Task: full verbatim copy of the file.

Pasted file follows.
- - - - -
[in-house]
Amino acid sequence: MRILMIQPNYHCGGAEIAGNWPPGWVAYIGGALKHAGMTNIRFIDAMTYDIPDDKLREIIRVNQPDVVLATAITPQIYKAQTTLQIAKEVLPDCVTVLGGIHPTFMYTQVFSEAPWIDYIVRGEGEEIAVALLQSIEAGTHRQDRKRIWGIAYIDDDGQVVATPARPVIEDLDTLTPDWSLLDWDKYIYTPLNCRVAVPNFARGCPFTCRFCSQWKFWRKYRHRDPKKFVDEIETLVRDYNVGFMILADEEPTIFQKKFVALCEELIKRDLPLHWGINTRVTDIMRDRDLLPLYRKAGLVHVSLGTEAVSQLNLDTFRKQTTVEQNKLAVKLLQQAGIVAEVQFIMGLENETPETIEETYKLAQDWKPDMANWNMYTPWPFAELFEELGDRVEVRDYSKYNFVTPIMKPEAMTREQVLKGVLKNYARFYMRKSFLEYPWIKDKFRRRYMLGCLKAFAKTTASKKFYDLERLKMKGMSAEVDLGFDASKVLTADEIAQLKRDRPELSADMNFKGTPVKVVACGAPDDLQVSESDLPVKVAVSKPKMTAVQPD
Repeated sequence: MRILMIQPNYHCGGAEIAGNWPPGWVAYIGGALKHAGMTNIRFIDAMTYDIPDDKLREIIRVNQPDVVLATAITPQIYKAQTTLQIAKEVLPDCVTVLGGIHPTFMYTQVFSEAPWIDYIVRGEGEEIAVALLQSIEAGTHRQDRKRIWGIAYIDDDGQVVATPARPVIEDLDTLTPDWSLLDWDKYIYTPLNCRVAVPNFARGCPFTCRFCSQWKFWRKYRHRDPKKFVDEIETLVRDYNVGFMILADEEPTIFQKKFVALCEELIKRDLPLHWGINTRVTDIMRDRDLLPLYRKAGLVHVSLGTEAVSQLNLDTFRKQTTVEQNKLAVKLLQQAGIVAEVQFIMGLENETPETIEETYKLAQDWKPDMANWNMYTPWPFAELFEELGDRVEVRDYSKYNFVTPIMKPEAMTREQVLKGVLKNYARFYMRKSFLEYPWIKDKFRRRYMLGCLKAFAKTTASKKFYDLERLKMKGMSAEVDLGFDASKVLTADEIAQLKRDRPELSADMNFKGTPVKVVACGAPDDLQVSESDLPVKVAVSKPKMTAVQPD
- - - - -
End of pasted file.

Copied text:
[in-house]
Amino acid sequence: MRILMIQPNYHCGGAEIAGNWPPGWVAYIGGALKHAGMTNIRFIDAMTYDIPDDKLREIIRVNQPDVVLATAITPQIYKAQTTLQIAKEVLPDCVTVLGGIHPTFMYTQVFSEAPWIDYIVRGEGEEIAVALLQSIEAGTHRQDRKRIWGIAYIDDDGQVVATPARPVIEDLDTLTPDWSLLDWDKYIYTPLNCRVAVPNFARGCPFTCRFCSQWKFWRKYRHRDPKKFVDEIETLVRDYNVGFMILADEEPTIFQKKFVALCEELIKRDLPLHWGINTRVTDIMRDRDLLPLYRKAGLVHVSLGTEAVSQLNLDTFRKQTTVEQNKLAVKLLQQAGIVAEVQFIMGLENETPETIEETYKLAQDWKPDMANWNMYTPWPFAELFEELGDRVEVRDYSKYNFVTPIMKPEAMTREQVLKGVLKNYARFYMRKSFLEYPWIKDKFRRRYMLGCLKAFAKTTASKKFYDLERLKMKGMSAEVDLGFDASKVLTADEIAQLKRDRPELSADMNFKGTPVKVVACGAPDDLQVSESDLPVKVAVSKPKMTAVQPD
Repeated sequence: MRILMIQPNYHCGGAEIAGNWPPGWVAYIGGALKHAGMTNIRFIDAMTYDIPDDKLREIIRVNQPDVVLATAITPQIYKAQTTLQIAKEVLPDCVTVLGGIHPTFMYTQVFSEAPWIDYIVRGEGEEIAVALLQSIEAGTHRQDRKRIWGIAYIDDDGQVVATPARPVIEDLDTLTPDWSLLDWDKYIYTPLNCRVAVPNFARGCPFTCRFCSQWKFWRKYRHRDPKKFVDEIETLVRDYNVGFMILADEEPTIFQKKFVALCEELIKRDLPLHWGINTRVTDIMRDRDLLPLYRKAGLVHVSLGTEAVSQLNLDTFRKQTTVEQNKLAVKLLQQAGIVAEVQFIMGLENETPETIEETYKLAQDWKPDMANWNMYTPWPFAELFEELGDRVEVRDYSKYNFVTPIMKPEAMTREQVLKGVLKNYARFYMRKSFLEYPWIKDKFRRRYMLGCLKAFAKTTASKKFYDLERLKMKGMSAEVDLGFDASKVLTADEIAQLKRDRPELSADMNFKGTPVKVVACGAPDDLQVSESDLPVKVAVSKPKMTAVQPD